My attention was drawn to this by Dorian Lynskey’s column today. I’ve never seen it before and it’s quite remarkable. Not least because I am frequently accused of ‘negativity’ and it sums up the response to that very succinctly. It’s full of lines I’ve found myself saying to @wotyougot in recent months during one of our frequent conversations where we try to shape out our personal manifestos.
I particularly drawn your attention to this quote:
Of course, these days it’s more fashionable to be positive. I hate positivity. The problem with positivity is that it’s an attitude that’s decidedly about lying back, getting screwed, and accepting it. Happily. It’s totally apolitical. It’s very, very personal and one-on-one. It’s not about changing society, it’s about caring about yourself. In fact, it’s totally about ignoring one’s economic role in society, and so it works in favor of the system.
You quite frequently come into contact with people, especially in London, who hold up ‘positivity’ as a personal mantra. They frequently work in PR and marketing. Almost without fail, their ‘positivity’ takes the form of refusing to engage in any ‘contentious’ issue and instead only engaging in banal chat about rubbish. On the rare occasions when they do express an opinion about something more substantial than ‘TOWIE’, they are utterly apologetic about it. They convey the impression of being shadows rather than human beings.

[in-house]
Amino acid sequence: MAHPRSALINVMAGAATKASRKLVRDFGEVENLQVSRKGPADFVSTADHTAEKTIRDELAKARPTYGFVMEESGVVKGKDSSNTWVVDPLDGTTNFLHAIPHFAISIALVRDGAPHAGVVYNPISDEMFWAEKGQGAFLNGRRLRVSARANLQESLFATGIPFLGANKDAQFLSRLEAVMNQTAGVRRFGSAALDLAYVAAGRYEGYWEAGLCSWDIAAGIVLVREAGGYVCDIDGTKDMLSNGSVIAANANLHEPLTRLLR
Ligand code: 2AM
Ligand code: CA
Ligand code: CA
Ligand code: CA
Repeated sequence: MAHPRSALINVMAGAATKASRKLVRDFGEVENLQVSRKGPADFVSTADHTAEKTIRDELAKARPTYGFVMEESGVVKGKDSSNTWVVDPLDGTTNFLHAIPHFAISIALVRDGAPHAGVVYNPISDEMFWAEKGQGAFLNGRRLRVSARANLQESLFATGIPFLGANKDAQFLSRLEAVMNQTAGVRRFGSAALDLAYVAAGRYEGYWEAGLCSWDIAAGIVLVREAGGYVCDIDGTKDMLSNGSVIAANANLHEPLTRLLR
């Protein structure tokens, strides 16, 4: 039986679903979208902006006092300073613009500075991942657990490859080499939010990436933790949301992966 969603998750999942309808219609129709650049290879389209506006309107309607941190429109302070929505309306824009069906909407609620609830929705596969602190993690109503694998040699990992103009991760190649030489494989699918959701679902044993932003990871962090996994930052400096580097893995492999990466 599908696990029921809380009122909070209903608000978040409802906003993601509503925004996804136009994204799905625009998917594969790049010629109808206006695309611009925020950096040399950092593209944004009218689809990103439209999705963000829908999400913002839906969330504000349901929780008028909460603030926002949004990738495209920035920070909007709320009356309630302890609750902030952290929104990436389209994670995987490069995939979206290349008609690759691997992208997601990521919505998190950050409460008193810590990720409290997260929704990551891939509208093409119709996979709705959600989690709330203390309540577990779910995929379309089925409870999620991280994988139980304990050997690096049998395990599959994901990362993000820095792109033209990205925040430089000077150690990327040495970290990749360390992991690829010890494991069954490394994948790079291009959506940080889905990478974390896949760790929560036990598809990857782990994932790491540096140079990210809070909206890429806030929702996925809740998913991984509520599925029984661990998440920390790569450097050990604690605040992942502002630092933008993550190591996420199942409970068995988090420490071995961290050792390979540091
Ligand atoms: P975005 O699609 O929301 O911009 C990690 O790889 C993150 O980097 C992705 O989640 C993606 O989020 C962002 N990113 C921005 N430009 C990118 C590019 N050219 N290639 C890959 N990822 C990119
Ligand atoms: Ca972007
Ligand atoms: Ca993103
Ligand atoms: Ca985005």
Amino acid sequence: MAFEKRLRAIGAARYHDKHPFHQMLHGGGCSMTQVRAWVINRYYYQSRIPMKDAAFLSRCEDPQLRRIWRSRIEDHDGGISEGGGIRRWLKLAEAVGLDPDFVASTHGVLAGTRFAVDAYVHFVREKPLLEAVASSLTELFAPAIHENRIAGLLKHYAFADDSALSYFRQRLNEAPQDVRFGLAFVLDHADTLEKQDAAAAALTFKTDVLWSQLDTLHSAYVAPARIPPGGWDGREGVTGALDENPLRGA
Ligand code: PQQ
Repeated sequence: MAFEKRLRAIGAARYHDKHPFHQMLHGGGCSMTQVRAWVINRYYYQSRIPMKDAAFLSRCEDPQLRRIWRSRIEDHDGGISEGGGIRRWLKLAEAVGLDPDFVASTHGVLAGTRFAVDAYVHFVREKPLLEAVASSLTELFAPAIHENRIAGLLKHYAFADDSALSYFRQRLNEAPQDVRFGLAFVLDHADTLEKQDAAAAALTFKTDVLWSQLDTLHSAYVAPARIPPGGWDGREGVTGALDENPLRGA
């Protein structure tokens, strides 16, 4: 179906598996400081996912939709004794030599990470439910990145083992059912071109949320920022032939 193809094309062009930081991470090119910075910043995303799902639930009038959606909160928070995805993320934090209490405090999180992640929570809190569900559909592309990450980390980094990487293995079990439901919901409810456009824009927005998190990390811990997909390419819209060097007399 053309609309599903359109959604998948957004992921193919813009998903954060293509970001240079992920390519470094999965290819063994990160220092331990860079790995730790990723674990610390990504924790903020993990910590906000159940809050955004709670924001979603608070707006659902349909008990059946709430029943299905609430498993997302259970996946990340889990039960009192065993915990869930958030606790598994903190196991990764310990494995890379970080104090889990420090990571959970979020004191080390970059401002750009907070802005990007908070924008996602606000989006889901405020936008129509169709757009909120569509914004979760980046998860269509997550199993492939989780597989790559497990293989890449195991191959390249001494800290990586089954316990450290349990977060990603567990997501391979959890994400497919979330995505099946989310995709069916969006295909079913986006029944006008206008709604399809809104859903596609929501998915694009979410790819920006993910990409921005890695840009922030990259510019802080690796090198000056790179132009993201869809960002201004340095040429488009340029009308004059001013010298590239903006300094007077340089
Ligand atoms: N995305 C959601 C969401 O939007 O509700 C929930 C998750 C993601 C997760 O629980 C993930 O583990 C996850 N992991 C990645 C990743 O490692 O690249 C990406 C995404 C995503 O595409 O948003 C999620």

Of course, an empty, kneejerk nihilism can be just as pointless. As this piece makes clear, a valuable ‘negativity’ comes from thinking critically about the world around you and trying to deconstruct its dogmas. From feminism to neo-liberalism, from civil rights to the Olympics, from pop music to privatisation – no subject should be seen as ‘off-limits’ to questioning. That is surely how we, both as individuals and a society, learn and refine?